based on material offered by Mr.Du Feibao
Yixing, Jiangsu Province, known in China as the "Pottery Metropolis",
produces a much-valued red and boccaro ware. Teapots of this category
made there were appraised as the best vessel there was, already in the Song Dynasty a thousand years ago.
Yixing earthenware is generally marked by its simplicity and exquisite craftsmanship. It is also appreciated for its practical utility. The material, called zisha (purple sand), is abundantly available in the locality. Although not as white or as fine as kaolin, it needs no
glazing and, after firing, the product is solid and impermeable, yet porous enough to "breathe". A Yixing teapot enhances the tea brewed in it with respect to colour, smell, and taste. Its walls seem to absorb the tea and keeps its fragrance. In summer, it keeps tea overnight without spoiling. With hot tea inside, it does not scald the hand with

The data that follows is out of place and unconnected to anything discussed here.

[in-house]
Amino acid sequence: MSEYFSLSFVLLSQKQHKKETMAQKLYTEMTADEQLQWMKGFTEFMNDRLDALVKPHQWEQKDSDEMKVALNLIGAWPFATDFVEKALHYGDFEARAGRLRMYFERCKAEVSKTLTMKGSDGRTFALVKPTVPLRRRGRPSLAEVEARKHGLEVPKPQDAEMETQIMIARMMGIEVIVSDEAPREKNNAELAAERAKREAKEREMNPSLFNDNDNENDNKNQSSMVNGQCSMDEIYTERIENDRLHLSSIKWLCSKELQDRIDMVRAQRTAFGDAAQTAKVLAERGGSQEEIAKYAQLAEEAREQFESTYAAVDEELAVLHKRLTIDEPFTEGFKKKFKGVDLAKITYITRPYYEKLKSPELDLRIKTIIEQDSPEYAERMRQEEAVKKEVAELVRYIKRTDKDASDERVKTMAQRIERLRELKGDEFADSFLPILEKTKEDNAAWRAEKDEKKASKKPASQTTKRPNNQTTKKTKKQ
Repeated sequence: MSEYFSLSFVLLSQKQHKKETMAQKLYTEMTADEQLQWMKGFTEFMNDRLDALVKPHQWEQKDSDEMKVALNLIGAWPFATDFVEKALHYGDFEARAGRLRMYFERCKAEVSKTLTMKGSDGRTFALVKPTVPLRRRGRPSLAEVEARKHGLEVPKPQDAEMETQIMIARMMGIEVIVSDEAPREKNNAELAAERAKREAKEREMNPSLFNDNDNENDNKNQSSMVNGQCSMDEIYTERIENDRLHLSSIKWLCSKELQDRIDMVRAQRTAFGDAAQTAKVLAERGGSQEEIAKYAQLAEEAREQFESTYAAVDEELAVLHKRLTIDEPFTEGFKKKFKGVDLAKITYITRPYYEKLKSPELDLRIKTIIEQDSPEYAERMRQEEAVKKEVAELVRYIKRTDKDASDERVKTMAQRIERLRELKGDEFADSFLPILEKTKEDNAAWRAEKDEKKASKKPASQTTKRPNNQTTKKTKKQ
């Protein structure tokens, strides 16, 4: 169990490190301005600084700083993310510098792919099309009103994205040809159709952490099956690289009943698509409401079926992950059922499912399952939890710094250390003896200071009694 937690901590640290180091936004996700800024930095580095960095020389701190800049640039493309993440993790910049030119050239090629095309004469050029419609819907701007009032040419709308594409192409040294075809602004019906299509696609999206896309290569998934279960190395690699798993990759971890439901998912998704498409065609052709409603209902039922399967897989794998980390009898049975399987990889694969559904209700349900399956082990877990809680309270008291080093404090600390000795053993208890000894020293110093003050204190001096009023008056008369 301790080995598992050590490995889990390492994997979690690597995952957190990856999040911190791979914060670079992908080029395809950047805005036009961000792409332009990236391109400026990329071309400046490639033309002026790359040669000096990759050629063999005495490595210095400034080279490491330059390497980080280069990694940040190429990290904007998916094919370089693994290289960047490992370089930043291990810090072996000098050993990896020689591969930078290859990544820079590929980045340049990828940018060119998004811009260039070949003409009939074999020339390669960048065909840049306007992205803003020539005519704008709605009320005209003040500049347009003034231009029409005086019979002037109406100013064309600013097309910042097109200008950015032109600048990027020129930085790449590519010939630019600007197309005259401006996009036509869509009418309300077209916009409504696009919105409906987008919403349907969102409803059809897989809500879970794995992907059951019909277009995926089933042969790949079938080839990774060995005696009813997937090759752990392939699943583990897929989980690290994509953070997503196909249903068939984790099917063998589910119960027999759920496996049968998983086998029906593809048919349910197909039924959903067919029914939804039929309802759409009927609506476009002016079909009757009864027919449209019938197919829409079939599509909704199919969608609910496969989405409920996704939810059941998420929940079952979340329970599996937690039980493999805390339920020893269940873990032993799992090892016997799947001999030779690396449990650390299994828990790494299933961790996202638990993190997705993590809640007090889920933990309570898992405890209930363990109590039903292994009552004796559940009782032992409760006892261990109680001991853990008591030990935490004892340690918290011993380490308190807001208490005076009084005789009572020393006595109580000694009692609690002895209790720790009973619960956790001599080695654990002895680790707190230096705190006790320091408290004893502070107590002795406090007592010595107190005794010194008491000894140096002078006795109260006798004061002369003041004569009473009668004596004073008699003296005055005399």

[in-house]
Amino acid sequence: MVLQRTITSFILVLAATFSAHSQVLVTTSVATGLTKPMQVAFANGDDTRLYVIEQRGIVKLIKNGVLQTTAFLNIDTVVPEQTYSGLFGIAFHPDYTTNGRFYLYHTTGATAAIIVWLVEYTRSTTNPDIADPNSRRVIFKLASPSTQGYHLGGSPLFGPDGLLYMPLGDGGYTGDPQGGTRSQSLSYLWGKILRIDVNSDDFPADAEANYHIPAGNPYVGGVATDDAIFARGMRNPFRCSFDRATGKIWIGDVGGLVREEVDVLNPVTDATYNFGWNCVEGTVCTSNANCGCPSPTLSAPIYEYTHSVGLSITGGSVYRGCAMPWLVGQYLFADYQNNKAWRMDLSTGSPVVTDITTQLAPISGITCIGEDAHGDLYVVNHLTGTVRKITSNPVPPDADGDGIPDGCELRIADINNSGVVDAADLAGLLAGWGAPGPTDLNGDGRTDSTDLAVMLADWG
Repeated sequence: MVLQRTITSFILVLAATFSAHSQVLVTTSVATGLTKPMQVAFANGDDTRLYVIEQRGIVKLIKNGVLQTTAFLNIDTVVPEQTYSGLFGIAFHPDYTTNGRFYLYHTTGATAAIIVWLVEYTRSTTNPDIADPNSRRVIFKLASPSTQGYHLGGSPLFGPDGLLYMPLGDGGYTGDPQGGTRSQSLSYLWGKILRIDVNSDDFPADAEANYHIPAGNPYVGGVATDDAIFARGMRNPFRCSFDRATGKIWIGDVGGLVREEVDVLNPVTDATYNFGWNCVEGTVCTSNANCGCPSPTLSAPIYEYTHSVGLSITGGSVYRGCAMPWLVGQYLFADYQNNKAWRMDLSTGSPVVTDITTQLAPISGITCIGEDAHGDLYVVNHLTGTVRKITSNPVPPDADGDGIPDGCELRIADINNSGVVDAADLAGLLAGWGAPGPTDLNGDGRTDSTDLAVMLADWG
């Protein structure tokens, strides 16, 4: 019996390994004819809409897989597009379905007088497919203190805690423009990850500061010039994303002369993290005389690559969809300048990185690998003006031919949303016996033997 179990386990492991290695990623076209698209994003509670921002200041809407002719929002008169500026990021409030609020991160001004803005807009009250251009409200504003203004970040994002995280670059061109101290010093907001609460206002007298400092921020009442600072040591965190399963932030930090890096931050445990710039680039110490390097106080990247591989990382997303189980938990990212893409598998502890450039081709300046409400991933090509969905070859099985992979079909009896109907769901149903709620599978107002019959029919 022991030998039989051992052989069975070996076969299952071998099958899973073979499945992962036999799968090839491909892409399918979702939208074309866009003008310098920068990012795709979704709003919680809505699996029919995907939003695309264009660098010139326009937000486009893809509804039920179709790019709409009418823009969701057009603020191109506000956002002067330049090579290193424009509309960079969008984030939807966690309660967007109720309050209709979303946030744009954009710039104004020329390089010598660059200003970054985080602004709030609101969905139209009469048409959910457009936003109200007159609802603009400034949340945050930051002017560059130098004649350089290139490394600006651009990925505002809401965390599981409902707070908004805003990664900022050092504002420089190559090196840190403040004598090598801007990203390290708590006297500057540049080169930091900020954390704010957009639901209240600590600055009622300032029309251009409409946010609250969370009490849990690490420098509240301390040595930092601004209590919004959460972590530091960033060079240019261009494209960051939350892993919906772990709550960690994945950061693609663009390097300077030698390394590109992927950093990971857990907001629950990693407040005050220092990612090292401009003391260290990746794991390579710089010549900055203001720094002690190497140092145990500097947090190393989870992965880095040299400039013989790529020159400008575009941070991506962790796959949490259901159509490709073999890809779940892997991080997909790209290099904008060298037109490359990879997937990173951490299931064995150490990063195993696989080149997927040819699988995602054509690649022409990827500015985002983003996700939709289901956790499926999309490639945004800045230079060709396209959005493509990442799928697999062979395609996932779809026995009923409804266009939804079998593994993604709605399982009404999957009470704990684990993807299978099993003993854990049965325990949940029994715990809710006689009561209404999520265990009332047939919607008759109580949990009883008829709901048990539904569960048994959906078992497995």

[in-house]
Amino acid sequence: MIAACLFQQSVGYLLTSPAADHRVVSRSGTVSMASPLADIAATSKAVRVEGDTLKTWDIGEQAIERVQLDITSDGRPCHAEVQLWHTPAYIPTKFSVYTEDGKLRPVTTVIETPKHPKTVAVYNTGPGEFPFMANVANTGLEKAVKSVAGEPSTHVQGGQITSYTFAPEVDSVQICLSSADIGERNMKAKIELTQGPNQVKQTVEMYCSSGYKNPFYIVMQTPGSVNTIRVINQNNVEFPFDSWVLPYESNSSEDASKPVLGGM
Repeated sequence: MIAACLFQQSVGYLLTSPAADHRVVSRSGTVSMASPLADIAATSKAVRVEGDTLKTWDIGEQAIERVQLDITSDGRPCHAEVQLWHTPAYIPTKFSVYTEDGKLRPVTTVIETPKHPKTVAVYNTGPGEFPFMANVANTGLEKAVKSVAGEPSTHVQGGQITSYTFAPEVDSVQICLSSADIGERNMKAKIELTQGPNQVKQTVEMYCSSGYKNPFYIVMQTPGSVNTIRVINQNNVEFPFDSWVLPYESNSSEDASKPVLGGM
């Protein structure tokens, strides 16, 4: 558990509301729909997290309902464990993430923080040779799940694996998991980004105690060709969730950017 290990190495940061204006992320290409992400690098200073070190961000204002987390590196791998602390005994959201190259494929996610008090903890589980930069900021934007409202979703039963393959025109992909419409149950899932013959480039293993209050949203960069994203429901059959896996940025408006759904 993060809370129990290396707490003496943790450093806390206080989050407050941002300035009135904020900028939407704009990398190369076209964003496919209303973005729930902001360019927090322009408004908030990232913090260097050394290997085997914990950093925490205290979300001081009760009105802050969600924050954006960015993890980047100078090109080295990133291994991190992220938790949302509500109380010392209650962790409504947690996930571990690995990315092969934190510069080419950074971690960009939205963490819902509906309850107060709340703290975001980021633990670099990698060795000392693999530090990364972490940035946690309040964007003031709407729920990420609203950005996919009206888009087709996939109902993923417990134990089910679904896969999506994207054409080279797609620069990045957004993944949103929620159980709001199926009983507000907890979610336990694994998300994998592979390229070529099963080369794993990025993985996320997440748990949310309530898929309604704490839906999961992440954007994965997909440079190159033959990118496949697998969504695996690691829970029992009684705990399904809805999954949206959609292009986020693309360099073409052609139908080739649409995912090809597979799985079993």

purple sand being a slow heat-conductor. But in winter, it may
serve as a handwarmer and may be left on a low fire to make certain types of tea which need simmering. To the Chinese tea connoisseur, it is the "ideal teapot".
The purple sand of Yixing may also be made into other utensils. The
earthenware steam cooker is a casserole which cooks with steam and appears on the dining table as a serving dish as well. Drinking vessels and coffee sets of red ware are also welcome to users because they are good in preserving the flavour of the beverages. A boon to flower lovers, the red ware flower pot absorbs excessive water, helps the soil "breathe", keeps the roots from rotting, and generally ensures the plant a healthy
What makes the Yixing earthenware all the more attractive is the
tasty designs it bears. Artisans cut or incise on the unburnt bodies pictures of birds and fish, flowers and animals, Chinese characters and seal marks all in the traditional style, thus turning utensils of practical use into works of art with national features.
Technical innovations attained in recent years have made it possible for the "Pottery Metropolis" to turn out many refractory kitchen utensils such as steamers, rice cookers, pots, pans and dishes used for roasting. They can stand drastic changes of heat and may be used on any kind of fire to cook food by boiling, steaming, roasting or frying. Thus new uses have been developed for the traditional earthenware.
Now Yixing earthen utensils are sold in large quantities to more than
eighty countries beyond the domestic market.